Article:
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Evolution and Darwin

evolution the processes that have transformed life on earth from its earliest forms to the vast diversity that characterizes it today change in genes
Jean Baptiste Lamarck proposed "The inheritance of acquired characteristics"
Charles Darwin realized that natural forces gradually change Earth's surface and that the forces of the past are still operating in modern times
Charles Darwin wrote "On the Origin of Species by Means of Natural Selection"
Charles Darwin traveled to the Galapagos Islands to collect plants and animals, and he observed species that lived no where else in world
Jean Baptiste Lamarck proposed that by using or not using its body parts, an individual tends to develop certain characteristics, which it passes on to its offspring
1. Species were not created in their present form, but evolved from ancestral species 2. Proposed a mechanism for evolution: NATURAL SELECTION Darwin's two main points
Differential Reproduction Individuals with favorable traits are more likely to leave more offspring better suited for their environment
Artificial Selection the selective breeding of domesticated plants and animals by man
1. Biogeography 2. Fossil Record 3. Evidence of Taxonomy 4. Homologous structures 5. Comparative embryology 6. Molecular biology Evidence of evolution
popular genetics the science of genetic change in population
population a localized group of individuals belonging to the same species
species a group of populations whose individuals have the potential to interbreed and produce viable offspring
gene pool the total collection of genes in a population at any one time
Hardy-Weinberg Principle the concept that the shuffling of genes that occur during sexual reproduction, by itself, cannot change the overall genetic makeup of a population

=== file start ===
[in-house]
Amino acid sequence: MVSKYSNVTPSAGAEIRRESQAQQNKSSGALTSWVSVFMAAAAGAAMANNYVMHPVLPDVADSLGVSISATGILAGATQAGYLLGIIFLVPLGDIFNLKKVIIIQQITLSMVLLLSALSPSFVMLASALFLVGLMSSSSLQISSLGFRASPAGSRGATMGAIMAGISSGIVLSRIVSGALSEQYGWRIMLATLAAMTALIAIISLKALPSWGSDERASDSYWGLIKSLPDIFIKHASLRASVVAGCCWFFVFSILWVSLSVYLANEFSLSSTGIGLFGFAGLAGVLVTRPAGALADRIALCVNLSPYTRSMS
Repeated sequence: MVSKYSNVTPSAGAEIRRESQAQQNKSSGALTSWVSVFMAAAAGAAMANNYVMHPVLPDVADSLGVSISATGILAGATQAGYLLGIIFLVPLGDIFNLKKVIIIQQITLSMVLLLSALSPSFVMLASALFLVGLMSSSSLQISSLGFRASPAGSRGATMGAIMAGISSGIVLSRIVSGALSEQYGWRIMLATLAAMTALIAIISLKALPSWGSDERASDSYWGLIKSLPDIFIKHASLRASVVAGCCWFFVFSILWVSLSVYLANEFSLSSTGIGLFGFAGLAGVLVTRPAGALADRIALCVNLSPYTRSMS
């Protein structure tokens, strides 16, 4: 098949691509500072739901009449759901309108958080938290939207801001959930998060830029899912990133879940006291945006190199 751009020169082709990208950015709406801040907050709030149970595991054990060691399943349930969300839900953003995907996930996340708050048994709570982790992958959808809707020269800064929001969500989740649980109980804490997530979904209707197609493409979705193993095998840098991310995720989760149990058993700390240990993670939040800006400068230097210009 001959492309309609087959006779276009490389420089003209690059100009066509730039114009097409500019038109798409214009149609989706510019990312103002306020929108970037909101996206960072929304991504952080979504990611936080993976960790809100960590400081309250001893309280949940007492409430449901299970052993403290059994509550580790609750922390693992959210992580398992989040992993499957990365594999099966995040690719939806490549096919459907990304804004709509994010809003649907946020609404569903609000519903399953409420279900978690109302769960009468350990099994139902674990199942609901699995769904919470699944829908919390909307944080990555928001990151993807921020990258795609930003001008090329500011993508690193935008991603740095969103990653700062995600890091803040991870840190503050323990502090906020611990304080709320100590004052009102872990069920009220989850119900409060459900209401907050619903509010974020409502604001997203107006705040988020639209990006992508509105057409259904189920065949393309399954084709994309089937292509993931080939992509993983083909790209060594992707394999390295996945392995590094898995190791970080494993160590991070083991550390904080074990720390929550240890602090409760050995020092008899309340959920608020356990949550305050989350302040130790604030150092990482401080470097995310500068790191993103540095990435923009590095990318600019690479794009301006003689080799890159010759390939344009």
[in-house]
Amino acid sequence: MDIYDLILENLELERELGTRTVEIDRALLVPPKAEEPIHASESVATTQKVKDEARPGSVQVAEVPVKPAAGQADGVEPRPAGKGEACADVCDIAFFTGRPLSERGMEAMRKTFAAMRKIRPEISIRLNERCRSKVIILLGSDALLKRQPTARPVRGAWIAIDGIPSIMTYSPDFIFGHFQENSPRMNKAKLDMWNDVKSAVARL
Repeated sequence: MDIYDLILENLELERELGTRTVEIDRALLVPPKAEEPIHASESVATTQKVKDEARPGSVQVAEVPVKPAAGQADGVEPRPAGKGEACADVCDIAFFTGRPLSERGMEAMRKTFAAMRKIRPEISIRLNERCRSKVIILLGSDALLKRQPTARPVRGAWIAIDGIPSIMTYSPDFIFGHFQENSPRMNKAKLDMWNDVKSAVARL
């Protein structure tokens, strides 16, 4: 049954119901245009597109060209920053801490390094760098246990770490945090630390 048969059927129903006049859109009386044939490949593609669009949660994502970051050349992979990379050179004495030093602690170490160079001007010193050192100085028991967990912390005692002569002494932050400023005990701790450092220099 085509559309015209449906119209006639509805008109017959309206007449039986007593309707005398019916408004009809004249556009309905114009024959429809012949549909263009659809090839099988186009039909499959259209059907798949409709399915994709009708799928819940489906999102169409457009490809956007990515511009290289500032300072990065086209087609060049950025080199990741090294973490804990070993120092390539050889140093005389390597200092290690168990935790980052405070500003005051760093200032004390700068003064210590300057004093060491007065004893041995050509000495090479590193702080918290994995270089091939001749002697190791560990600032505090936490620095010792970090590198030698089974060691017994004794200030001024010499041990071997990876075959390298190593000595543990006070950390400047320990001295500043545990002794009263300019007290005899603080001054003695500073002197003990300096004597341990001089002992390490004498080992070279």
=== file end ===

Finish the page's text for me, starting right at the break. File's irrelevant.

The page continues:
1. Very large population 2. Isolation from other populations 3. No net mutations 4. Random mating 5. No natural selection The Hardy-Weinberg Principle will be maintained in nature only if all five of these conditions are met:
macroevolution the origin of taxonomic groups higher than the species level
microevolution a change in a population's gene pool over a secession of generations
1. Genetic Drift 2. Gene Flow 3. Mutation 4. Non-random mating 5. Natural Selection Five Mechanisms of Microevolution
genetic drift change in the gene pool over a secession of generations
founder effect genetic drift resulting from the colonization of a new location by a small number of individuals
gene flow the gain or loss of alleles from a population by the movement of individuals or gametes
mutation change in an organism's DNA that creates a new allele
non-random mating the selection of mates other than by chance
natural selection Differential reproduction
1. Stabilizing selection 2. Directional selection 3. Diversifying selection Natural Selection
speciation the evolution of new species
convergent evolution species from different evolutionary branches may come to resemble one another if they live in very similar environments
coevolution evolutionary change, in which one species act as a selective force on a second species, inducing adaptions that in turn act as selective force on the first species
biogeography geographical distribution of species
fossil record fossils and the order in which they appear in layers of sedimentary rock
Evidence of Taxonomy classification of life forms
homologous structures structures that are similar because of common ancestry
comparative embryology study of structures that appear during embryonic development
molecular biology DNA and proteins (amino acids)
Created by: pace_sauce